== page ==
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Comment Re:News? (Score 1) 247

I love SF and Baen was on of the first sites I found when looking for e books. His business modell was a bit wierd I thought. His idea was to offer works by real, popular, published authors free so that you could sample their works and buy other books if you liked what you read. It worked. I discovered authors I had not read before and authors I had forgotten. I read what's free and bought what wasn't. Seems to work.

Now other sites like are using the same model.

Comment Re:It's working great for me (Score 0, Troll) 465

My "Microsoft Security Essentials" include a wire cutter as in NEVER CONNECT A WINDOWS COMPUTER TO ANYTHING TO BE SECURE!!!

I just got off the phone with a client that was being forced to run accounting software on windows desktops by a vendor as a server (long story). Being sensitive data and mission critical, I had to tell them not to plug the windows computers in to the rest of the network. They have to be standalone systems.

Now is that fair?

No, but that is the only way I can give a client 100% assurance of security, given their long bad track record and current state of windows security. My client does not give a shit that security is improving in windows, or they are now stopping 90% of whatever, or the windows vs linux debate. They give a shit about protecting their data, and doing it as cheaply as possible (small company, tight budget).

Before anyone starts this "well any operating system is vulnerable" shit, I am not interested.

Comment Re:And the point goes to the criminals (Score 1) 194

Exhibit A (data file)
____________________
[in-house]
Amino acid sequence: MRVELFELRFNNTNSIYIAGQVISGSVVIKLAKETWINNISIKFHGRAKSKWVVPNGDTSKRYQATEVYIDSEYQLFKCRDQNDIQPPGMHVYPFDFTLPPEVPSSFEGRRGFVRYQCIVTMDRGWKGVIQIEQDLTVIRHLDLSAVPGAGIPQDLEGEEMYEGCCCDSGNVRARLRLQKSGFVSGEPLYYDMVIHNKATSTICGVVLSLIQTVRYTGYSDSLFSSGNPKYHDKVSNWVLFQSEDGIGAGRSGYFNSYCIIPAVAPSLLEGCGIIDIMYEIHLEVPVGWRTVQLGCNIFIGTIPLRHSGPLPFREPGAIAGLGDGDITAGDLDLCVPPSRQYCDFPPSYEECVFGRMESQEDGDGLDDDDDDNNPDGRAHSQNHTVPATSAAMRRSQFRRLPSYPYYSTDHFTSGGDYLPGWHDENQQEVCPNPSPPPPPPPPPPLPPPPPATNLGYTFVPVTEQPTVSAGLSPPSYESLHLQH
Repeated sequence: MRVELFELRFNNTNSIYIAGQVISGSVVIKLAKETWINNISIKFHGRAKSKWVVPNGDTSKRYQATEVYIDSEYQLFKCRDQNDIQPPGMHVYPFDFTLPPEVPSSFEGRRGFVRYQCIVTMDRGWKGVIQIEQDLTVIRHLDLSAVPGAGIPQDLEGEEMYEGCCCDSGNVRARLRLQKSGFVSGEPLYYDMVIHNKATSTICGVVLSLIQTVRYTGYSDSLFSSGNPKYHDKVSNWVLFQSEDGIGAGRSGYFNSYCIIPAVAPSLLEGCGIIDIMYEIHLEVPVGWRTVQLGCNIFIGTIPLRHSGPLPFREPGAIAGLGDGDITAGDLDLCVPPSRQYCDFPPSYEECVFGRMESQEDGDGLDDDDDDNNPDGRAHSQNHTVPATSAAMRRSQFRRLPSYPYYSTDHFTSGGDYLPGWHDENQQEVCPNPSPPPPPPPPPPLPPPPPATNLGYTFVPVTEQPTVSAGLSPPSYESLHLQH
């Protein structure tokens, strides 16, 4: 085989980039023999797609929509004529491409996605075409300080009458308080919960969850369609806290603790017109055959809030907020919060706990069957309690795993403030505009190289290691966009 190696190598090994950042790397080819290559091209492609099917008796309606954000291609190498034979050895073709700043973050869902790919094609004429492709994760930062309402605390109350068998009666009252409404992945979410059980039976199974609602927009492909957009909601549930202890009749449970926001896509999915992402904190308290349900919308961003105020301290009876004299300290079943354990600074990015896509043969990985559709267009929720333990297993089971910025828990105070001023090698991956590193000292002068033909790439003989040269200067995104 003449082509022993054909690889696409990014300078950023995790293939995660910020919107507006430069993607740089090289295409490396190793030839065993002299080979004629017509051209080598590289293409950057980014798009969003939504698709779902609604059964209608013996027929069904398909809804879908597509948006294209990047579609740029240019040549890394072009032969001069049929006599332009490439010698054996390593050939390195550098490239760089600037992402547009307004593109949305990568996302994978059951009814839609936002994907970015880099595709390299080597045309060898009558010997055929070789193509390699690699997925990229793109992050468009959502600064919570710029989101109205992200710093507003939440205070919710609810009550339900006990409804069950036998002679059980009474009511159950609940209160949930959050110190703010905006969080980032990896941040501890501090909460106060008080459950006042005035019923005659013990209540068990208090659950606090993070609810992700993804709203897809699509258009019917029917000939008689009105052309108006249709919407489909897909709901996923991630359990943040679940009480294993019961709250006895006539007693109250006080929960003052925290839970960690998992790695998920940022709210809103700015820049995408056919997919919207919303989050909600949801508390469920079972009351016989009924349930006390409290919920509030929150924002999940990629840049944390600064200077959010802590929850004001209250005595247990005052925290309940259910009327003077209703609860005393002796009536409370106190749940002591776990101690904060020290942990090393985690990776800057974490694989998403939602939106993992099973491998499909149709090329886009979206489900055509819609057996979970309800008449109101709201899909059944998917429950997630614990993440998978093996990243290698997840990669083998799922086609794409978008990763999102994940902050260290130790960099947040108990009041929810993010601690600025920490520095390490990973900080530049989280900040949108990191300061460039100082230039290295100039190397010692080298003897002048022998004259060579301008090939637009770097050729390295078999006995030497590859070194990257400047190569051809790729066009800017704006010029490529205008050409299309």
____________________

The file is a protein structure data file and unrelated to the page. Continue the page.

The courts are wrong here and it does nothing but empower criminals and reduce the avenues of justice for the average citizen. This type of weakening of police powers is precisely why groups like the Yakuza are able to get away with so much in Japan. By skirting the very edges of the law, they are able to remain untouchable while those they terrorize are very likely to overstep their legal bounds due to the inability of the police to successfully remove the true criminals.

Here is the thing no one is a criminal yet. That is a foundation of our legal system. People are innocent until proven guilty. So this doesn't reduce the power of police over criminals. It puts in check the power of the executive branch with regards to citizens who are innocent until proven guilty in a court of law. This doesn't prevent the police from using GPS trackers. It makes sure their use is checked by the judicial system.

Your bad analogy about a crime gang in Japan is irrelevant. We're talking about the United States not Japan. Japan's legal system might let suspects skirt their system and the US might let suspect skirt theirs, but this decision has nothing to do with the Japanese legal system.

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